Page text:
The big picture: Obesity, consumption, and food production
Reducing the percentage of Americans who are either overweight or obese to meet public health objectives may influence agricultural production. The authors' results show that reducing aggregate consumption by 6% to meet public health objectives with no increase in overall physical activity could reduce production of agricultural commodities and reduce net returns to producers by $3.5 billion. However, if consumption is reduced by 2% concomitantly with a marginal increase in physical activity, similar health outcomes could be achieved at much less cost ($1.3 billion). Conversely, continuing obesity trends may enhance returns to agricultural production by $1.3 billion annually. Changes in agricultural activities would likely be variable across the landscape. Results indicate that the largest potential changes in agricultural producer net returns (positive or negative) would occur in the Corn Belt and the Lake States. There, crop acreage could fall by as much as 650,000 hectares. [EconLit citations: Q130, Q180] © 2006 Wiley Periodicals, Inc. Agribusiness 22: 491-503, 2006.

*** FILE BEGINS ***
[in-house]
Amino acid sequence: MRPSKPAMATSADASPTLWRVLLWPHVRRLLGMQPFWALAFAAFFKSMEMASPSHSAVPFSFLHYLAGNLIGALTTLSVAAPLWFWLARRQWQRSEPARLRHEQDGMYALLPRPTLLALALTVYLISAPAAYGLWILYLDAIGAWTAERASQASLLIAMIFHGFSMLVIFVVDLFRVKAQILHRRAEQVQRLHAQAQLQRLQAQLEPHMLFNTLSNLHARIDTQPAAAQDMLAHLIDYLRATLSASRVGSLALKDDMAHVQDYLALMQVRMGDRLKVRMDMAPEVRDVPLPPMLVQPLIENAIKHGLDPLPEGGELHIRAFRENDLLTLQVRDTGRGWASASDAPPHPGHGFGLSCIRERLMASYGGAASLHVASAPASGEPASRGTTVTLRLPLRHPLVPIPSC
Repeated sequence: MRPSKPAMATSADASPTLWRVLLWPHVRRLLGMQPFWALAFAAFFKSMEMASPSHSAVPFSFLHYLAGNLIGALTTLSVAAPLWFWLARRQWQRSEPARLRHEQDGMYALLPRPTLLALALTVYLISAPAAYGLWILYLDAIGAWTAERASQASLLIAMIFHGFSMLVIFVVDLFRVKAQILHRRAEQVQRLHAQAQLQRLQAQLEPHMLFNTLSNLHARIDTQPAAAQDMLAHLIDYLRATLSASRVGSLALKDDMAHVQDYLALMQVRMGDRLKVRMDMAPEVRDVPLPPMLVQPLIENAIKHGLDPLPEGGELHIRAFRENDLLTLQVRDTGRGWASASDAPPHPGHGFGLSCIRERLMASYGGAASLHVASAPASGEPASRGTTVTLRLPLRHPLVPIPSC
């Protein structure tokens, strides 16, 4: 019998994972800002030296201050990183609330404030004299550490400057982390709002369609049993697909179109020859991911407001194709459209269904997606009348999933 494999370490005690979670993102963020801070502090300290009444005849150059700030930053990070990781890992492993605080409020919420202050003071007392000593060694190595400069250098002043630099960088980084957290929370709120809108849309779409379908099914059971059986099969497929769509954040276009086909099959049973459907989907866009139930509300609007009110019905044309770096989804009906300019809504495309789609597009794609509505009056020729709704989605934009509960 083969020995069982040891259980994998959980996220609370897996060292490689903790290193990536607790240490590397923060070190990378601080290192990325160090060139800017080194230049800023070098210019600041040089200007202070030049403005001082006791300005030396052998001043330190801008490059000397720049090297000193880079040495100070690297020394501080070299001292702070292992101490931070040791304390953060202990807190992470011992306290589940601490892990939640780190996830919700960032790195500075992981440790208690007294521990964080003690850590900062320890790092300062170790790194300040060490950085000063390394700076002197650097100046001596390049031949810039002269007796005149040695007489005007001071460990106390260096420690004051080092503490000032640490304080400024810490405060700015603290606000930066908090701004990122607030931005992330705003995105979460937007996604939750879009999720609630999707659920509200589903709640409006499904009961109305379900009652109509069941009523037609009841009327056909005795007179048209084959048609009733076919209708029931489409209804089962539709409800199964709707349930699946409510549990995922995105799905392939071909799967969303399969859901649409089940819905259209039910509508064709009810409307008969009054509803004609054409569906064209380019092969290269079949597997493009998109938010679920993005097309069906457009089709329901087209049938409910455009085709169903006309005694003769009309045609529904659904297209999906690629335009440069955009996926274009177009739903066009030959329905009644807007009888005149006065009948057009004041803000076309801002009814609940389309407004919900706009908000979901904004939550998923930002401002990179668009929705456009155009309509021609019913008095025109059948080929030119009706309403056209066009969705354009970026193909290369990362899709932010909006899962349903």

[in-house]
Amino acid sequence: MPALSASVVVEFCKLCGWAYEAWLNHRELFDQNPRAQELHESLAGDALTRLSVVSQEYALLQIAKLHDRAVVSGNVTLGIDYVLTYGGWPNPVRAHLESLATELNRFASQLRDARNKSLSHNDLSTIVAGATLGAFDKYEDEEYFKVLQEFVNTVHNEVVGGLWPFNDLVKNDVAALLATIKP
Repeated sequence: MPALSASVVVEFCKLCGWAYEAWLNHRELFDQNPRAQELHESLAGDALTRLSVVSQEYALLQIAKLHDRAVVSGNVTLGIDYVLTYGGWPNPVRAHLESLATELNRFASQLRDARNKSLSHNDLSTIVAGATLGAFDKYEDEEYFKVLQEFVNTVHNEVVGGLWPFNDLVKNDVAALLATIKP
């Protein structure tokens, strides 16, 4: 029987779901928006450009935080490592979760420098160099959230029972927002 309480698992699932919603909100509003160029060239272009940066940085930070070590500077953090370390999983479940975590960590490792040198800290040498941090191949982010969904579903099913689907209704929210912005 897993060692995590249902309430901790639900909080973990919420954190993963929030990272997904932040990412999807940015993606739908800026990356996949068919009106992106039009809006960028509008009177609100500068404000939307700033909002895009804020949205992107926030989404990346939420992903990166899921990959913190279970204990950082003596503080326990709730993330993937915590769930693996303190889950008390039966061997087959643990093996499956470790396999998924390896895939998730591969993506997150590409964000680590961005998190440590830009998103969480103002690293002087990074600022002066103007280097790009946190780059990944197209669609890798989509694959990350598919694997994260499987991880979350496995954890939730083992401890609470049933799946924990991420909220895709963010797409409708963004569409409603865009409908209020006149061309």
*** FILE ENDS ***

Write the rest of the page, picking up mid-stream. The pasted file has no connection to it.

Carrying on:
Volume (Year): 22 (2006)
Issue (Month): 4 ()
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References listed on IDEAS
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- Westcott, Paul C. & Young, C. Edwin & Price, J. Michael, 2002. "The 2002 Farm Act: Provisions And Implications For Commodity Markets," Agricultural Information Bulletins 33745, United States Department of Agriculture, Economic Research Service.
- McNamara, Paul E. & Ranney, Christine K. & Kantor, Linda Scott & Krebs-Smith, Susan M., 1999. "The gap between food intakes and the Pyramid recommendations: measurement and food system ramifications," Food Policy, Elsevier, vol. 24(2-3), pages 117-133, May.
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